OCAMPO – Hundreds of farmers and agricultural workers thronged the funeral of activist Homero Gómez González on Friday, and the homage to him was like a tribute to the monarch butterfly he so staunchly defended.
The butterflies' annual migration, threatened by logging, avocado farming and climate and environmental change, has also represented a ray of hope and income for the impoverished, pine-clad mountains of Michoacan state.
Nobody worked harder than Gómez González — whose body was found this week at the bottom of a holding pond with a head wound — to stop logging, reforest and bring tourists to the butterflies'' wintering grounds.
In an area where crime, construction work and wood cutting provide some of the only sources of income, Gómez González provided a way out, ensuring income for the communal farmers who actually own the land in the butterfly reserve.
“Thanks to him many of you had work, or more work — those who sell food in the reserve, those who sell their handicrafts, those who bring their horses to carry visitors into the reserve.," Rev. Saul Saucedo said in the funeral homily.
It may sound like low-wage jobs, but it is that tenuous economy that keeps the pine and fir trees from being cut down and preserves the butterflies' marvelous migration from the United States and Canada each year.
It also feeds the family of communal farmer Raúl García González,.
“When there’s no work here, I go out and look for day labor jobs," said the stringy, weather-beaten García González.
Like many of the communal land owners, he fears Gómez González's death could add to the already bad reputation that drug cartel violence has given to the western state of Michoacan.
“We hope that all the people who come to the reserve will feel safe, because what happened to him was an accident," the farmer said.
But the death was not so clear. Autopsy results showed Gómez González drowned in the holding pond after leaving a party Jan. 13, but they also showed he had a head wound.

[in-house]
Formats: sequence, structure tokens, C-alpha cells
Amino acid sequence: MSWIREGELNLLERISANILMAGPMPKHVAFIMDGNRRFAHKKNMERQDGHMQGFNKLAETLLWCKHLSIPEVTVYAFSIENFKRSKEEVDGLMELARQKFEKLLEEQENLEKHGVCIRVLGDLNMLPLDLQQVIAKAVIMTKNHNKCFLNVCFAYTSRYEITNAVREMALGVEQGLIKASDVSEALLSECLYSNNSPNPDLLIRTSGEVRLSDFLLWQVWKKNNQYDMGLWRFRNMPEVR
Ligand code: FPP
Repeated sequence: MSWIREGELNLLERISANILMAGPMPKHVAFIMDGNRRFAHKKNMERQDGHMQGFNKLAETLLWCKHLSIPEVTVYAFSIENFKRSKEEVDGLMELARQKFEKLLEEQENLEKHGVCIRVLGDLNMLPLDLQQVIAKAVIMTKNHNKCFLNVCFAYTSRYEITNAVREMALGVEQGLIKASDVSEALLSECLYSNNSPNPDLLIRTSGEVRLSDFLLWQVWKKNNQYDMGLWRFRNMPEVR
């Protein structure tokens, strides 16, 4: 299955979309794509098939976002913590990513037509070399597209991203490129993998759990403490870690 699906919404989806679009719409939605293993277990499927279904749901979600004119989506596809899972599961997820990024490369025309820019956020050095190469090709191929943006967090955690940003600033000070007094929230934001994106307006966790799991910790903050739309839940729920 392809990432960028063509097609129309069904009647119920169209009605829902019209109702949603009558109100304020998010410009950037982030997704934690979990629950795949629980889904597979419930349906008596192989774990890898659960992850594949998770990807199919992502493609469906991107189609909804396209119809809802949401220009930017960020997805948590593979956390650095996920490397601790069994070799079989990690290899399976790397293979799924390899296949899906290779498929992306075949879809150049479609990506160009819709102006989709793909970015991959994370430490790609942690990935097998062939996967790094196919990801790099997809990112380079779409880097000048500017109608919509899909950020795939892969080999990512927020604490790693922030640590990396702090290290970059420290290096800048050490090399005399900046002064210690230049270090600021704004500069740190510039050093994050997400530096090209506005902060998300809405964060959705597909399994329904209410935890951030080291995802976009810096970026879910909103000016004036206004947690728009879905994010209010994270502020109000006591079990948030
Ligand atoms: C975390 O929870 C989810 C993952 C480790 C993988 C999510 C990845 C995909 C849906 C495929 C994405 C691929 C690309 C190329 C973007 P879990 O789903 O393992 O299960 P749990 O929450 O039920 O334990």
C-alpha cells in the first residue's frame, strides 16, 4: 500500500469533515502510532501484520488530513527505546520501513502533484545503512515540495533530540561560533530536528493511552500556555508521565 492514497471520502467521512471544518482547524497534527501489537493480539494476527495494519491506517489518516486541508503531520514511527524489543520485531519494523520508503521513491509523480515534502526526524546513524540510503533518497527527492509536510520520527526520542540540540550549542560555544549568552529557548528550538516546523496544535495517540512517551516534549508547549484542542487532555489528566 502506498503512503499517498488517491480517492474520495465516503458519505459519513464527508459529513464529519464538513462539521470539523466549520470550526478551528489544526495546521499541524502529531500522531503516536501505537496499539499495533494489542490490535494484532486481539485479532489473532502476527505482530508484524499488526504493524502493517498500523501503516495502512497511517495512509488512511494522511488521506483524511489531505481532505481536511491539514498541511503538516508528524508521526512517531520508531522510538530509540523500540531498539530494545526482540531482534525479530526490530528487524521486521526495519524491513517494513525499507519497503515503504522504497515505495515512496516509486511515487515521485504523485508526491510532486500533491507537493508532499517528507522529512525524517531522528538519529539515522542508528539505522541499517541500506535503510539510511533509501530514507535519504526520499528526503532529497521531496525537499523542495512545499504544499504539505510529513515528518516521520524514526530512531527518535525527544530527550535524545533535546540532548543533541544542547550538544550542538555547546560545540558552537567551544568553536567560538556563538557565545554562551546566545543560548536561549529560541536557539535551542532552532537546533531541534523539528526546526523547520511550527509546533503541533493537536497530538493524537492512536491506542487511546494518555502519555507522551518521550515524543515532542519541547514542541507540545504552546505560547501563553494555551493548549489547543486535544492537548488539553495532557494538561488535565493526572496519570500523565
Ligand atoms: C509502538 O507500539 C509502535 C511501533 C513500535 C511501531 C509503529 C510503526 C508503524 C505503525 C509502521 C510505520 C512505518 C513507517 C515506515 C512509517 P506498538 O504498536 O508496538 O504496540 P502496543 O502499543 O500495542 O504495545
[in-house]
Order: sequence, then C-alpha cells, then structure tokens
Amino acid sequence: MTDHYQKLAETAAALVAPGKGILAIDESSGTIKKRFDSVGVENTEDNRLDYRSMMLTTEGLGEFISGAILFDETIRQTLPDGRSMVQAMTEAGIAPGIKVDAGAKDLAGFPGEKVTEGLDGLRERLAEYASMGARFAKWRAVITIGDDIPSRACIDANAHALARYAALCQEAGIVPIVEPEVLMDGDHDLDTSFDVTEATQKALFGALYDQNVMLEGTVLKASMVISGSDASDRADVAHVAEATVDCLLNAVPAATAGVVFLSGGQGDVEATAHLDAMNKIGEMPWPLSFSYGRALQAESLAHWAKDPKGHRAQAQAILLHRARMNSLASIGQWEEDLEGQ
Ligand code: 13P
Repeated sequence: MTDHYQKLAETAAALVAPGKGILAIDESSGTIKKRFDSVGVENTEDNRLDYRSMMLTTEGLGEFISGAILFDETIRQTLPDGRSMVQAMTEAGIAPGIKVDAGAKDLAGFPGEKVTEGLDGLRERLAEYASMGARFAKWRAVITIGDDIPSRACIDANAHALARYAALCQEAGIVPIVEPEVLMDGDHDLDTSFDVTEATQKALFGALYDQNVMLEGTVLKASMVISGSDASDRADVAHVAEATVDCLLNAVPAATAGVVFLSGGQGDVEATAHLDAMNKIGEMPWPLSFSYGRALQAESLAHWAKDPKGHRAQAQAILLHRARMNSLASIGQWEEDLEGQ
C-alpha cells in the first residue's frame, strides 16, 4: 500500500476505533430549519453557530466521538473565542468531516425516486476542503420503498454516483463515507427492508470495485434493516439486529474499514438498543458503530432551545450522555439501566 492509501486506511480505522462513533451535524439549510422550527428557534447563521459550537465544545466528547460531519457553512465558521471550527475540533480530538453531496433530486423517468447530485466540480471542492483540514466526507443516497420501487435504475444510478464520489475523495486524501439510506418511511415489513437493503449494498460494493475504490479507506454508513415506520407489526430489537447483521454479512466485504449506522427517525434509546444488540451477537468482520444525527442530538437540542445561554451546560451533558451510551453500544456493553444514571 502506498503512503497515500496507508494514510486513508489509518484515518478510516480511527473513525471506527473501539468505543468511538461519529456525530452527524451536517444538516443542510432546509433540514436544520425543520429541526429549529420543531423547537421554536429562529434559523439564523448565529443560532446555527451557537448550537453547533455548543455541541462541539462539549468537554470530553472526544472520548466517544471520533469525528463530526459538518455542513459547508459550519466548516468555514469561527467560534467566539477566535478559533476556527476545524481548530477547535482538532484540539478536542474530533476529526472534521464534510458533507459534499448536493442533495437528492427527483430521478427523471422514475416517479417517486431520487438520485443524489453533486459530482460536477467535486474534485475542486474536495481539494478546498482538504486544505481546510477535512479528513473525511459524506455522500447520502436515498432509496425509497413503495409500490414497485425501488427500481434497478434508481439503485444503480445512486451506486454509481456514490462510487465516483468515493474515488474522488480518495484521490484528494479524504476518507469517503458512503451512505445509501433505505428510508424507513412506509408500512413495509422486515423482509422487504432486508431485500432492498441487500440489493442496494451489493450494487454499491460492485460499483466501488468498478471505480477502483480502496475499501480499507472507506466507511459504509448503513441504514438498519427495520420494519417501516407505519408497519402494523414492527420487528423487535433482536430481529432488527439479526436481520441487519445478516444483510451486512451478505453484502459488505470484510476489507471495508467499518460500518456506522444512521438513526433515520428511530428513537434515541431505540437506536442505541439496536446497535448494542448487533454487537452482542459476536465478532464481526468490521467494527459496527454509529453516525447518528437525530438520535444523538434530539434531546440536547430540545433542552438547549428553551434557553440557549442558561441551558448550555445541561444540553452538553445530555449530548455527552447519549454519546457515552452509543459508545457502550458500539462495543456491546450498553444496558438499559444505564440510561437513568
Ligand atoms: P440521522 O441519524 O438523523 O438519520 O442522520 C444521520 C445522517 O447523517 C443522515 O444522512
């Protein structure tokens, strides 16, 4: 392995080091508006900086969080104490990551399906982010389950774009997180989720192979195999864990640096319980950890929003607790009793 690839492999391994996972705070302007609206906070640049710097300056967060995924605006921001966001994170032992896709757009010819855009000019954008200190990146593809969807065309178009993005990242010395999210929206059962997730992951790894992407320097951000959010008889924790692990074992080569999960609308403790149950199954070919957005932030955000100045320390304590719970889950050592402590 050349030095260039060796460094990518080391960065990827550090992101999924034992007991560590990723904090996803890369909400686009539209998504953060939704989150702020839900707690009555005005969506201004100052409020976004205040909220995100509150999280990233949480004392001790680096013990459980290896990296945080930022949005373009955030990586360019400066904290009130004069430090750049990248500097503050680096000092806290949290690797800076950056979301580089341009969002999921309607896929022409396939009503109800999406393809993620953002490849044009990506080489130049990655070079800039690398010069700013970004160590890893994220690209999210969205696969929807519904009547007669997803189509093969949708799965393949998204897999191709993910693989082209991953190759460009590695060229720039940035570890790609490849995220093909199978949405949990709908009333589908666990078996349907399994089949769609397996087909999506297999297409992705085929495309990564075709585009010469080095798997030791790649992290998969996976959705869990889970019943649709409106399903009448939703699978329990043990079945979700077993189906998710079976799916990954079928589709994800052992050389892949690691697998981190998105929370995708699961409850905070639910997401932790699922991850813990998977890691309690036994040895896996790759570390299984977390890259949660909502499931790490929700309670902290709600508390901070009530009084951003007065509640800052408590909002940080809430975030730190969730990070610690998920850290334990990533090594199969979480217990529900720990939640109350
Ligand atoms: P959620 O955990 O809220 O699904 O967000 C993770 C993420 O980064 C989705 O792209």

There would have been no shortage of people for whom life would have been easier if Gómez González wasn’t around.
García recalled how, in 2019, Gómez González led hundreds of communal farmers in a demonstration in the nearby town of Angangueo to demand the town pay for water it receives from the mountain streams that are born on their properties.
They never got an answer.
While known as a friendly, big-hearted man who liked to pose for photographs surrounded by the swarms of black and orange butterflies that roost in trees here each winter, Gómez González was a leader and a community activist — a dangerous profession in Mexico, where dozens are killed each year.
Son Homero Gómez Valencia, 19, said his father could organize angry, resolute demonstrations, like the time he led farmers in taking over the state capitol building in the city of Morelia to demand development aid.
“He fought for his town, and that fills me with pride,” said Gómez Valencia. “A lot of the things we have are due to that struggle, which took many years. He fought against a thousand things.”
One of those enemies were illegal loggers, who threatened to punch gaps in the protective tree cover needed by the butterflies to survive winter chills. He then persuaded fellow farmers to replant cleared land with trees.
By local accounts, he managed to reforest about 150 hectares (370 acres) of previously cleared land.
“He taught us to be a united people,” his son said.
In Mexico, that can be a dangerous thing to do. London-based Global Witness counted 15 killings of environmental activists in Mexico in 2017 and 14 in 2018. In an October 2019 report, Amnesty International said 12 had been killed in the first nine months of that year.
“Something strange is happening, because they're finishing off all the activists, the people who are doing something for society,” said Amado Gómez, the victim's brother.
A few hours after the body was found on Wednesday, Michoacan state prosecutors said an initial review indicated a drowning and found no signs of trauma, but a statement Thursday night said more detailed autopsy results produced evidence of the head injury.
Authorities gave no other information on the injury and did not say how it might have been inflicted. They said an investigation continued, suggesting the case wasn't considered an accident.
Prosecutors said robbery appeared not to be a potential motive, since almost $500 in cash was found on his body.
On Thursday night, mourners in threadbare clothes amid a few candles and simple floral arrangements underscored the tough struggle being played out in the nesting grounds, beset by grinding poverty and gang violence.
“I would like to ask the authorities to do their job and do more to protect activists like my brother, because lately in Mexico a lot of activists have died,” Amado Gómez said. “With his death, not only my family lost a loved one; but the whole world, and the monarch butterfly and the forests lost, too.”
President Andrés Manuel López Obrador described Gómez Gonzàlez's death as “regrettable” and “painful” in remarks Thursday.